Coreboot essentially supports 2 different methods for setting up a chain of trust. You have measured boot and verified boot. Verified boot is conceptually easier grasp. Each software component that is run after the bootblock is signed with a private key. The trusted bootblock has the corresponding public key and uses that to verify the integrity of the next program. If the signature does not match the binary then the firmware can report an error to let the user know that their system cannot be trusted or the boot process can even be fully halted if that is desired. Securing your firmware using measured boot works a bit differently and involves a TPM. The idea with measured boot is that before a component is used, it is digested and the hash is stored in the extend-only PCR registers of the TPM. When the boot process is done, the user reads out the TPM and if the PCRs don't match with what you expect, you know that the firmware has been tampered with. A common use case is where the TPM can be read out remotely independent from the host. If the TPM PCR values don't match, that system won't be allowed access to the main network. The admin can then take a look at that system, fix potential issues and allow that system back online after those have been resolved. Historically Google first added verified boot to coreboot with their VBOOT implementation. Measured boot was later added as an optional feature to VBOOT. Now measured boot can be used independently from Google's VBOOT. Google's VBOOT was built with ChromeOS devices in mind. Those devices use very varying hardware: different SOCs from Intel, AMD and many ARM SOC vendors. To support all those different SOCs Google uses a common flash based root of trust. The root of trust lies in a read only region of the flash which is a feature of some SPI flash which is kept in place by holding the /WP pin low. The verification mechanism resides in the read only region and verifies the firmware in FW_MAIN_A/B FMAP partitions. The RO region of the flash does hold a full firmware for recovery. This copy of the firmware is also considered trusted. Such a VBOOT setup does not work that well with a root of trust method like CBnT/Bootguard. With Bootguard some initial parts of the firmware are marked as IBB and the ACM will verify those. It's up to the firmware and assets in those IBB to continue the chain of trust and verify the next components that will be loaded. A fully trusted recovery image in 'RO' region would need to be marked as IBB. CBnT/Bootguard were however not designed for that, as the IBBs are then too big. Only code that is required to set up a chain of trust ought to be marked as IBB, not a full firmware in 'RO' region. In more practical terms, if the bootblock is marked as IBB with Bootguard, the romstage that comes after it cannot be a romstage in the in 'RO' FMAP region as there is no verification on it. VBOOT needs to be modified to only load things from FW_MAIN_A/B. Just not populating the RO FMAP with a romstage is not sufficient. An attacker could just take a working Bootguard image and manually add a romstage in the RO cbfs. The solution is to disable the option for a full recovery bootpath in VBOOT. A note about the future: some work is being done to have per cbfs file verification. This would fit the Bootguard use case much better as it removes the need to be careful about what cannot be in the VBOOT RO region. ​Another difficulty lies in what to mark as IBB. An obvious one is the bootblock as that code gets executed 'first' (well after the ACM has run). But the bootblock accesses other assets, typically quite early in the bootflow. The CPU starts in a bare state: there is no RAM! A solution is to use CPU cache as RAM. This setup is rather tricky and the details are not always public. So sometimes you are obliged to use Intel's FSP-T to set up an environment in which you can execute C code. Calling FSP-T therefore happens in assembly and for this reason verification on the FSP-T binary cannot happen this early. Even finding FSP-T causes problems! FSP-T is a cbfs file and to find cbfs files you have to walk from bottom to top until you find the proper file. This is prone to attacks: someone can modify the image/cbfs such that other non trusted code gets run instead. The solution is to place FSP-T at an address you know at buildtime which the bootblock code jumps to. FSP-T also needs trusted so it has to be marked as IBB and verified by the ACM. Ok, now we are in a C environment but we’re are not there yet. We need to set things up such that we can verify the next parts of the boot process. For that we need the public key which lies in the "GBB" fmap partition. FMAP partitions are found via the "FMAP" fmap partition whose location is known at buildtime. So again both "FMAP" "GBB" need to be marked as IBB, to be verified by the ACM. With VBOOT there is the option to do the verification in a separate stage, verstage. Same problem here too: it's a cbfs file which can only be found at runtime. Here the solution is to link most of the verstage code inside the bootblock. As it turns out this is even a good idea for most x86 platforms using a Google VBOOT setup. You have one stage less so less code duplication. It saves some space and is likely a tiny bit faster as less flash needs to be accessed which is a slow operation. Other things are done in the bootblock like setting up a console. The verbosity of the console is sometimes fetched with board specific methods relying other parts of the flash. So again this needs to be fetched at a location known at buildtime and marked as an IBB or simply avoided or done later in the bootprocess. So the conclusion is that all assets that are used before the chain of trust setup code is run (VBOOT setup or measured boot TPM setup) need to be referenced statically, searching for them cannot be done and they need to marked as IBB with Bootguard.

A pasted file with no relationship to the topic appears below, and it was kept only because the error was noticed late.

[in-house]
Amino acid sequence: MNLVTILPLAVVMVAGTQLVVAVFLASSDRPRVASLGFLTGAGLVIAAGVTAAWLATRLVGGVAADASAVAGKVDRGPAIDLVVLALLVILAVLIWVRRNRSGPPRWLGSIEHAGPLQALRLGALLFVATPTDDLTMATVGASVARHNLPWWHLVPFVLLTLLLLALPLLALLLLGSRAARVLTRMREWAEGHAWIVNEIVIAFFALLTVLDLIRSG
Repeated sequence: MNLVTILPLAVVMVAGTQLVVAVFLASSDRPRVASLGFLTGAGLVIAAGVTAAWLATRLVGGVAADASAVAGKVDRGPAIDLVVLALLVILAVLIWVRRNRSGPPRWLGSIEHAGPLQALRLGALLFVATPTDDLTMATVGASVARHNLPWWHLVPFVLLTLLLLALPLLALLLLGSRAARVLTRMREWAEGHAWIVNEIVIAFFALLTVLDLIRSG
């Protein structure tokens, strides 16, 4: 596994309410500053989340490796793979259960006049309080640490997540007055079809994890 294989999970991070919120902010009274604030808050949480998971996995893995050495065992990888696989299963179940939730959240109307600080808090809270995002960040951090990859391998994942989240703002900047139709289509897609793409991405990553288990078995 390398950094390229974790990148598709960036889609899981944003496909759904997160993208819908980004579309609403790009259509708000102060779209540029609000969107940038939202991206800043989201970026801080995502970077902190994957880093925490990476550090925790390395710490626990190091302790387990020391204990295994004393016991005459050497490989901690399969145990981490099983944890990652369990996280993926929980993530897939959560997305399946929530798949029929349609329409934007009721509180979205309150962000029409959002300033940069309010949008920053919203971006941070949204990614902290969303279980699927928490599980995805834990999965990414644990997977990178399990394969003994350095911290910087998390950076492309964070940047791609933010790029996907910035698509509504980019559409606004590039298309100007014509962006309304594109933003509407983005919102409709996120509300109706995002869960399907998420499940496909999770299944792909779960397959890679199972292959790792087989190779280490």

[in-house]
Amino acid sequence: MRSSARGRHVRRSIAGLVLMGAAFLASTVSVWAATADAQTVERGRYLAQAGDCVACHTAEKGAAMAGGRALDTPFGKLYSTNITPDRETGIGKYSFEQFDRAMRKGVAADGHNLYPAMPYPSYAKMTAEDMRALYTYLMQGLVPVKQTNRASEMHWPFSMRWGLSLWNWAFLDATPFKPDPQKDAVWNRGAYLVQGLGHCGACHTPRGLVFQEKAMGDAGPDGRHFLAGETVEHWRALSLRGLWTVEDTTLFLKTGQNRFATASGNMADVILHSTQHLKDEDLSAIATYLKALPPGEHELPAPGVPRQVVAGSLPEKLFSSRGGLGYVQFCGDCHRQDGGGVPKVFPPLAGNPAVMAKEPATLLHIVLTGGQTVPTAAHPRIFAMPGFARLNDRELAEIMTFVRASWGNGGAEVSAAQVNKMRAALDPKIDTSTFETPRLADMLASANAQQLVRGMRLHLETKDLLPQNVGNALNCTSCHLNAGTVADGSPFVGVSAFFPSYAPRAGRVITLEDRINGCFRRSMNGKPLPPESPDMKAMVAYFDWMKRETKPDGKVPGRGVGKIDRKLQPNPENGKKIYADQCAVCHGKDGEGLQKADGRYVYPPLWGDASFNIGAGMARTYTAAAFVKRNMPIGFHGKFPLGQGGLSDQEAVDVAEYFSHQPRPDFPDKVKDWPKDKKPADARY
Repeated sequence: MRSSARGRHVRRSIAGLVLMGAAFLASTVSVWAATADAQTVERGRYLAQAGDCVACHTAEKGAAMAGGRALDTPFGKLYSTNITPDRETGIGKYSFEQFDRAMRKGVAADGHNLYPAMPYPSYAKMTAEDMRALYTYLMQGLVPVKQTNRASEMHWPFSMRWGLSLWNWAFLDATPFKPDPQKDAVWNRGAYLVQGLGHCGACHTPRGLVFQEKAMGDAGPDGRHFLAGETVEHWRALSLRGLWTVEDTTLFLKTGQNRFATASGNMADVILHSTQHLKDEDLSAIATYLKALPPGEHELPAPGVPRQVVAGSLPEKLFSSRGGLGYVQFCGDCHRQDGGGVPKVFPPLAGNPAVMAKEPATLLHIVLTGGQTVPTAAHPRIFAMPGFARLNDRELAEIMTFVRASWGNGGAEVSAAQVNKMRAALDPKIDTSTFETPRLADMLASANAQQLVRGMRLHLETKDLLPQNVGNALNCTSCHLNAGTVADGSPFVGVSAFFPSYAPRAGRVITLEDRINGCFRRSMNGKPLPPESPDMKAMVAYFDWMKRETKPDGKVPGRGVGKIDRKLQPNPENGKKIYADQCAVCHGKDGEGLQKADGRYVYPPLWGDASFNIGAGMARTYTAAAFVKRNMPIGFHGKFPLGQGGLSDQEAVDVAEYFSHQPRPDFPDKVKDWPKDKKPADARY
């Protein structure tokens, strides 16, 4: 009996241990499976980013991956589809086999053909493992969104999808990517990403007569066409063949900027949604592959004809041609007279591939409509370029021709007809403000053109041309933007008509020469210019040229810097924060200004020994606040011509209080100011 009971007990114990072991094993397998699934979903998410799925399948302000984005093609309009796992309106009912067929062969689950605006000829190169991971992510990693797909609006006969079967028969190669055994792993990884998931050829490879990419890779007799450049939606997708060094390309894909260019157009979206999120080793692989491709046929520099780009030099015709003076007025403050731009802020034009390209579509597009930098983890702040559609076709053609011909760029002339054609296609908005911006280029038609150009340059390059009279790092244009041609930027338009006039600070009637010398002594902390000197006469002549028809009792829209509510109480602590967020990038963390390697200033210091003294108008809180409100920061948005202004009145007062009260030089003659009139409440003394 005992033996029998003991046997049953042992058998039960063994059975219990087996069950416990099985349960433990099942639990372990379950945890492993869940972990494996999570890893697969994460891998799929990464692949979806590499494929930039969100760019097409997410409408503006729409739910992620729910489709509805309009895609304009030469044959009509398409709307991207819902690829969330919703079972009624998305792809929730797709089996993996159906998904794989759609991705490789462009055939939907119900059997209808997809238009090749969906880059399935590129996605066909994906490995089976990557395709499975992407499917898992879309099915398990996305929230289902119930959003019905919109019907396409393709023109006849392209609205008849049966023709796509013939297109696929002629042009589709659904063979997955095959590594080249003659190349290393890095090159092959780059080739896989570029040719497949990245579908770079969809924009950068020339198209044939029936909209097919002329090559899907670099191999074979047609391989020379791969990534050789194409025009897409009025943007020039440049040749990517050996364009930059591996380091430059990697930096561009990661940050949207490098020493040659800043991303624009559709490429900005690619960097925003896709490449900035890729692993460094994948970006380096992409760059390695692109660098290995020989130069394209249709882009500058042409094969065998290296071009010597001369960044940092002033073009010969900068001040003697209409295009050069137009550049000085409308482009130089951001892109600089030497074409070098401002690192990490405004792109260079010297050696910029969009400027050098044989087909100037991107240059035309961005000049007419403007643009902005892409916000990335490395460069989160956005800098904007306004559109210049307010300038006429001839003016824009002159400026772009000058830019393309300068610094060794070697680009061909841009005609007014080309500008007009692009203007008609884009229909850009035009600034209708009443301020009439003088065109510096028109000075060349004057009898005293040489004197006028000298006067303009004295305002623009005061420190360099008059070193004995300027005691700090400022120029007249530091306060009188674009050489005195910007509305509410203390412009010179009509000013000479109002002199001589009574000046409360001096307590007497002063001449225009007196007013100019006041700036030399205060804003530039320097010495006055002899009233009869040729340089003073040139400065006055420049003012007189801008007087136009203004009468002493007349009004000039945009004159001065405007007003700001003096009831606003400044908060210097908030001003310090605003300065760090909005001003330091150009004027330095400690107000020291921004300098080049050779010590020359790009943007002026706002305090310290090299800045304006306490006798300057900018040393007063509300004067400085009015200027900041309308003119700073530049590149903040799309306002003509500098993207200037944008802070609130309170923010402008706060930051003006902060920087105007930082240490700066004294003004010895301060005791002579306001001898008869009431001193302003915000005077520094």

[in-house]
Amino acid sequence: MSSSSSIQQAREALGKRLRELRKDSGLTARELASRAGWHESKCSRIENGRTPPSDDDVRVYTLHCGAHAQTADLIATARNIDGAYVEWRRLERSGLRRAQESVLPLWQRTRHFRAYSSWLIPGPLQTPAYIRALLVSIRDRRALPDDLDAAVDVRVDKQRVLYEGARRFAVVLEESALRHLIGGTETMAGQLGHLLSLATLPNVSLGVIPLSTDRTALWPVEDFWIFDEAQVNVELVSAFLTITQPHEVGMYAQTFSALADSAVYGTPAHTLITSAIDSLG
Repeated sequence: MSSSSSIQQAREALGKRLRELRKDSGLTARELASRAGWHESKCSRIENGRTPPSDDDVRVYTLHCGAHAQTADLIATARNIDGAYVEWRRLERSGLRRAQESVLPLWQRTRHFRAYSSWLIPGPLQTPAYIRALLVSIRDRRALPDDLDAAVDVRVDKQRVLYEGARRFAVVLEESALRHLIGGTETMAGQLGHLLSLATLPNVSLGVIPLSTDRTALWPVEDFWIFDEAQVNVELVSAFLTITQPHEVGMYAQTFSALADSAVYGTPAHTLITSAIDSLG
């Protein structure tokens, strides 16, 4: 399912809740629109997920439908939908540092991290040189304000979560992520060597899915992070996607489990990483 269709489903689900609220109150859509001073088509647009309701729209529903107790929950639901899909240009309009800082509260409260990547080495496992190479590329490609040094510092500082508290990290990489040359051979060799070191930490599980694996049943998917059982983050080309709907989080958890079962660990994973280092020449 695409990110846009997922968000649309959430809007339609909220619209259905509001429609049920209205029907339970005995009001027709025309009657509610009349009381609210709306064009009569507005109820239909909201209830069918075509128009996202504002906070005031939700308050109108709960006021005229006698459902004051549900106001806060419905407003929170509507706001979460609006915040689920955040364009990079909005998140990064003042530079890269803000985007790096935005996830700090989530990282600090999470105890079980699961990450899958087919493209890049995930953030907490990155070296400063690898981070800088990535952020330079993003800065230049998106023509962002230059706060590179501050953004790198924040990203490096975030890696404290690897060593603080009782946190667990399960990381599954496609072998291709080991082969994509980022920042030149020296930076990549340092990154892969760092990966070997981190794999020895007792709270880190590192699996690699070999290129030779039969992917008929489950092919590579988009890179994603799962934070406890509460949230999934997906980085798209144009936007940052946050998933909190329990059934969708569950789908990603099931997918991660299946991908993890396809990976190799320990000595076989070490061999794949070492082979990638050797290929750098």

Converged security suite

CSS is an open source project maintained by 9elements. It is written in go, which makes it quite portable. It's a set of tools and libraries related to firmware and firmware security. One such tool is cbnt-prov. It is integrated in the coreboot buildsystem and can properly set things up for Intel CBnT, by generating a KM and BPM. It parses a coreboot image and detects what segments need to be marked as IBB automatically. It is however not just a coreboot specific tool to glue things together for CBnT. It supports dumping information on the CBnT setup for generic UEFI images too. It can take an existing setup, turn it into a configuration file, which can be reused later on, for instance if you want to deploy the same firmware but with different keys. One last important feature is to be able to do validation on an existing image. We are working hard on an equivalent tool for bootguard that will be called bg-prov. We hope to get this ready for production soon. ​This is a big step forward in the usability of coreboot as previously you were bound to proprietary tools provided by Intel that were only accessible under NDA and has usability issues as they are Microsoft Windows executables. Coreboot is the best open source X86 firmware at this day and having fully free and open source software to cover the common use case of Intel Bootguard and CBnT makes coreboot a more attractive firmware solution. We hope that this improves its market adoption!